Proper skid-assembly installation can guarantee reliable VRU performance.
by Glenn Webb, Blackmer
April 1, 2015

The most obvious positive manifestation of the ongoing oil and natural gas production boom in the U.S. can be seen at gas stations across the nation. At the end of January 2014, the average price nationwide for a gallon of gasoline was $3.28. One year later, the price for a gallon of gas had dropped to $2.04.

While the American consumer is the most obvious beneficiary of the nation’s historically high crude oil production, companies that provide equipment for use in oilfield exploration, production, transport and storage operations are also reaping the benefits.

Specifically, increased production in prominent shale fields—including the Bakken in North Dakota, Eagle Ford in Texas, Niobrara in Colorado, and Marcellus and Utica in New York, Ohio, West Virginia and Pennsylvania—has increased the demand for gathering, transport and terminal systems that can store raw crude oil and natural gas until it can be shipped via truck, train or pipeline for refinement and consumption.

The use of VRUs in the oilfield is on the riseImage 1. The use of VRUs in the oilfield is on the rise, for both economic and environmental reasons. (Images courtesy of Blackmer)

The increase in oilfield activity has also meant an increase in the amount of vapors created and emitted during production, transportation and storage. To prevent the escape and loss of these vapors—which are both salable assets and potentially hazardous to the environment—many operators are turning to the installation of vapor recovery units (VRUs) at their oilfield storage sites.

VRUs only operate at peak efficiency and effectiveness if they are correctly installed.

Proper installation of a VRU skid assembly for in-the-field use optimizes the performance of the equipment and eliminates many environmental and maintenance concerns.

The Challenge

The amount of vapors that are a byproduct of oilfield production activities will continue to increase. Additionally, regulatory agencies will monitor the levels of vapors emitted into the atmosphere and whether or not they can be harmful. Many oilfield vapors—compounds such as benzene, toluene, ethyl-benzene and xylene—have been classified as hazardous air pollutants (HAPs) or volatile organic compounds (VOCs) by the U.S. Environmental Protection Agency (EPA).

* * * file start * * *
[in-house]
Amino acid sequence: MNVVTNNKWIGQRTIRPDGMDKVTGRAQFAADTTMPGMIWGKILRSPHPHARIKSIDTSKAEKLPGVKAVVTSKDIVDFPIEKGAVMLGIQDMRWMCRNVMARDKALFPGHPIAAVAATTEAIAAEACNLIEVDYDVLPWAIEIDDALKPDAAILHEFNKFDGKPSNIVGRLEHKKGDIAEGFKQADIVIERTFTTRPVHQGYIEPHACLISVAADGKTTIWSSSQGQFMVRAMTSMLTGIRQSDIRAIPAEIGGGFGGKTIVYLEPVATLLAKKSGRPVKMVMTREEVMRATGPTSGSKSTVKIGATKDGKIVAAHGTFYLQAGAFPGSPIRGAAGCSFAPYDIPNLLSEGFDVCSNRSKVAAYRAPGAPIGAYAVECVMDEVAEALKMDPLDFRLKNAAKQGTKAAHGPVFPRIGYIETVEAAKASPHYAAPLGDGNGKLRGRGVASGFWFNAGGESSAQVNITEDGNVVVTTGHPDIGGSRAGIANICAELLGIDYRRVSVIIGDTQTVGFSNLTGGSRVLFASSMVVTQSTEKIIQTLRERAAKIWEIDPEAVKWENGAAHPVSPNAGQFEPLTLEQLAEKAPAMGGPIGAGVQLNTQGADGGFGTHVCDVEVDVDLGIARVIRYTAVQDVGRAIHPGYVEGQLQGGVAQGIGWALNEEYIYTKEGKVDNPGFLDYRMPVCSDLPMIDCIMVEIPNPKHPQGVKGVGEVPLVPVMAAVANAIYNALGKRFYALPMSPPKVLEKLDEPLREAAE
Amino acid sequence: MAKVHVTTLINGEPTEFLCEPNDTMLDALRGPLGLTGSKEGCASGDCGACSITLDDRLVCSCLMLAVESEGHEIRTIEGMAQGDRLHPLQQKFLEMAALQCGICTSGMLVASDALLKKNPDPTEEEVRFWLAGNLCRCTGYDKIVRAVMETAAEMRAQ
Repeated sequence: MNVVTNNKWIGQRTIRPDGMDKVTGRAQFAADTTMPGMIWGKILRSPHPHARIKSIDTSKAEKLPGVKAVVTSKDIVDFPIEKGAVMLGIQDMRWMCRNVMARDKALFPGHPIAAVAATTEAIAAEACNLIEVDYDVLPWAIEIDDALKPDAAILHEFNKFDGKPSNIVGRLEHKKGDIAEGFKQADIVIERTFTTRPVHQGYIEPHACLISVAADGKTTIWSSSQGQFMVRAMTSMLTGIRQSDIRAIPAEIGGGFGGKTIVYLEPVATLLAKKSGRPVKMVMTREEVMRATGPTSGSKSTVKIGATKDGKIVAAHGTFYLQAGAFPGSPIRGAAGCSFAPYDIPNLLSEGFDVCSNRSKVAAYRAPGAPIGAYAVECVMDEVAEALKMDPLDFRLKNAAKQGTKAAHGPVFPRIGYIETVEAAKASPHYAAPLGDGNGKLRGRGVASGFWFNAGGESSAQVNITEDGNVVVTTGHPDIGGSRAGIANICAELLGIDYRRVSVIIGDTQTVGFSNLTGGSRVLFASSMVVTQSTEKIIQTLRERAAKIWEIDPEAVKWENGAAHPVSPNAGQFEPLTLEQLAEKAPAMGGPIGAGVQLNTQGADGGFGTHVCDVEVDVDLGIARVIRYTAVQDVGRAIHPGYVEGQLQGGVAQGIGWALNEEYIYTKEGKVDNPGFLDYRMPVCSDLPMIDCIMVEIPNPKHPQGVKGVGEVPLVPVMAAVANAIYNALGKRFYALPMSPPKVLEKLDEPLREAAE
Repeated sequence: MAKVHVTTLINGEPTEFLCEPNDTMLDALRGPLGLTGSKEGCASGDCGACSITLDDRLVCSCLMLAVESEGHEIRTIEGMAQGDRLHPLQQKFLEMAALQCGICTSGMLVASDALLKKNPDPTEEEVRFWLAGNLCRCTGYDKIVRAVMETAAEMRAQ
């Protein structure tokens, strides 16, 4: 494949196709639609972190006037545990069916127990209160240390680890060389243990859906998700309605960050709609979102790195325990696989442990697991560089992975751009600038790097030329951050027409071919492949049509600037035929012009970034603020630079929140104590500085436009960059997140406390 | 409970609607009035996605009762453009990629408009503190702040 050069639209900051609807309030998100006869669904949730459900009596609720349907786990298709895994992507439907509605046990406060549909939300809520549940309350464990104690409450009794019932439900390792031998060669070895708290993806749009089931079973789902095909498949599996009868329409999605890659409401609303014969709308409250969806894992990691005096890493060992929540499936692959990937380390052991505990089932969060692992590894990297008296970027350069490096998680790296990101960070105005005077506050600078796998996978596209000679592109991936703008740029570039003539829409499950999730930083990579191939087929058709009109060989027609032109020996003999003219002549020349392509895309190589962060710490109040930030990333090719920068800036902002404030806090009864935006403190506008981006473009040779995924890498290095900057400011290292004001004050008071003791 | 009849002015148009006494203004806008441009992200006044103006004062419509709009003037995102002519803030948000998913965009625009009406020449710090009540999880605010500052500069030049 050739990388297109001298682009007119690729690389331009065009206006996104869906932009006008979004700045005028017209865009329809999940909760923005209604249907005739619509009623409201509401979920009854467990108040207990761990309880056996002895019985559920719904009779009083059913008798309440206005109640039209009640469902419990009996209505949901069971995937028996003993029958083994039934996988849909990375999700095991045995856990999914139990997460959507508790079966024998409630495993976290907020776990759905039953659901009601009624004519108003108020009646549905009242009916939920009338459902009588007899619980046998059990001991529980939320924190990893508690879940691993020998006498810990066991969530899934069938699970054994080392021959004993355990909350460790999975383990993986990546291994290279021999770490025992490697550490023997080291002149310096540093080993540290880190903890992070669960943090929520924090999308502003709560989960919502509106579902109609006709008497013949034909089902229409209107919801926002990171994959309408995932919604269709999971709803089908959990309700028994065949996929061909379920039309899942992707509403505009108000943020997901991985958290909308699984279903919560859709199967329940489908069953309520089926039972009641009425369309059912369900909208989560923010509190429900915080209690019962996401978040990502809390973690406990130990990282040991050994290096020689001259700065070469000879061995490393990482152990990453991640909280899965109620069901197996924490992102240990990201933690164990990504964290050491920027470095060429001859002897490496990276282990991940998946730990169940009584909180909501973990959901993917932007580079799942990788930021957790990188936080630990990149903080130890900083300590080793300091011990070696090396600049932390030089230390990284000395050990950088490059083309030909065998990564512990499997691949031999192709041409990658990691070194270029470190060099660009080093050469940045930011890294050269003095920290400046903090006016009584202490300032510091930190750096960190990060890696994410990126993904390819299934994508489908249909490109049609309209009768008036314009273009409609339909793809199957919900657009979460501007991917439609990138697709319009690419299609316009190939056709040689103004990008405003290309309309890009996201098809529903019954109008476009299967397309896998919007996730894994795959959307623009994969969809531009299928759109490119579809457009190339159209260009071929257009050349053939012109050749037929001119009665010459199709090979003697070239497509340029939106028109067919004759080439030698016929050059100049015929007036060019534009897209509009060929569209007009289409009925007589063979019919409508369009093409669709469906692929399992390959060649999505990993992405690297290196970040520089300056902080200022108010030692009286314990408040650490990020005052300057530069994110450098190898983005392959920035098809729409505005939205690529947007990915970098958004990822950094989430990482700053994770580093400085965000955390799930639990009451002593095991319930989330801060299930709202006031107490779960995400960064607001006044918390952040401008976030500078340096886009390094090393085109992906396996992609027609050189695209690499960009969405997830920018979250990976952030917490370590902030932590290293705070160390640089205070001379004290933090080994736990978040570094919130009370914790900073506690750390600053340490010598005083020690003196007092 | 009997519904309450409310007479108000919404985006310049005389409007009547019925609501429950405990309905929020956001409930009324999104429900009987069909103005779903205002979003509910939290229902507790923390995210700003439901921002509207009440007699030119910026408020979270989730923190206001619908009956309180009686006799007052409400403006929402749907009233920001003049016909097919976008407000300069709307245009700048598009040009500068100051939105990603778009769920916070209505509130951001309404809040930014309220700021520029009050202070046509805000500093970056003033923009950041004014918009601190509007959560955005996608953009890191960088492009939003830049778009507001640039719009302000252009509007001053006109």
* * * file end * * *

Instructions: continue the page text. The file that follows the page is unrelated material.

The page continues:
As a result, operators of oilfield storage facilities must closely monitor the amount of vapors emitted at their sites (if any) and meet the emission thresholds of the Title V Operating Permit Program of the Clean Air Act, enacted in 1990. According to Title V, regulated pollutant thresholds for stationary sources include 100 tons per year (tpy) for criteria pollutants, and from 10 tpy per year for one HAP or 25 tpy for multiple HAPs.

In-the-field storage tanksImage 2. In-the-field storage tanks are used to house raw crude oil and natural gas before it can be transported for refinement. Operators must control the amount of potentially harmful vapors that are released to the atmosphere from the tanks and are turning to VRUs as a solution.

Additionally, oilfield storage facility operators must be aware of the EPA’s New Source Performance Standard 40 CFR, Part 60, Subpart OOOO, also known as the Quad O regulation, which became law in 2012. Quad O establishes emissions standards and compliance schedules for the control of VOCs and sulfur dioxide emissions from storage tanks that temporarily house liquids produced during oil and
gas production.

VRUs are key to regulating this issue in the oilfield. Made of a system composed of a scrubber, a compressor, a driver and controls, VRUs recover vapors formed inside completely sealed crude oil or condensate storage tanks. During the VRU’s operation, the controls detect pressure variations inside the tank and turn the compressor on and off as interior pressure exceeds or falls below predetermined settings. When the compressor is running, it passes the vapors through the scrubber. Any liquid is trapped and returned to the tank, while the vapor is recovered and compressed into natural gas lines.

This skid assembly must be the proper weight and anchored correctlyImage 3. A key to effective VRU operation in the oilfield is the skid on which it rests. This skid assembly must be the proper weight and anchored correctly if it is to effectively absorb the shaking forces that are produced by the VRU’s compressor.

For use in the oil field, the components of the VRU are usually installed on a skid assembly. Operators can easily move and install the skid as one complete unit. Operational problems arise when the skid is not installed or anchored properly to the ground. Most issues during the operation of a poorly installed VRU skid show up at or near the compressor, which is the heart of the VRU system.

All reciprocating-type compressors produce some shaking caused by operational characteristics such as speed, height, cylinder orientation, intake and discharge pressures, single- or double-acting operation, and compression ratio. Application conditions such as gas composition or site, placement and environmental variations can also affect shaking. If the movement is not properly absorbed into the mounting or foundation of the operating system, compressor vibration can occur.

The Solution

To optimize operational performance and production while reducing costly downtime and maintenance, the VRU base and skid assembly must be installed correctly.

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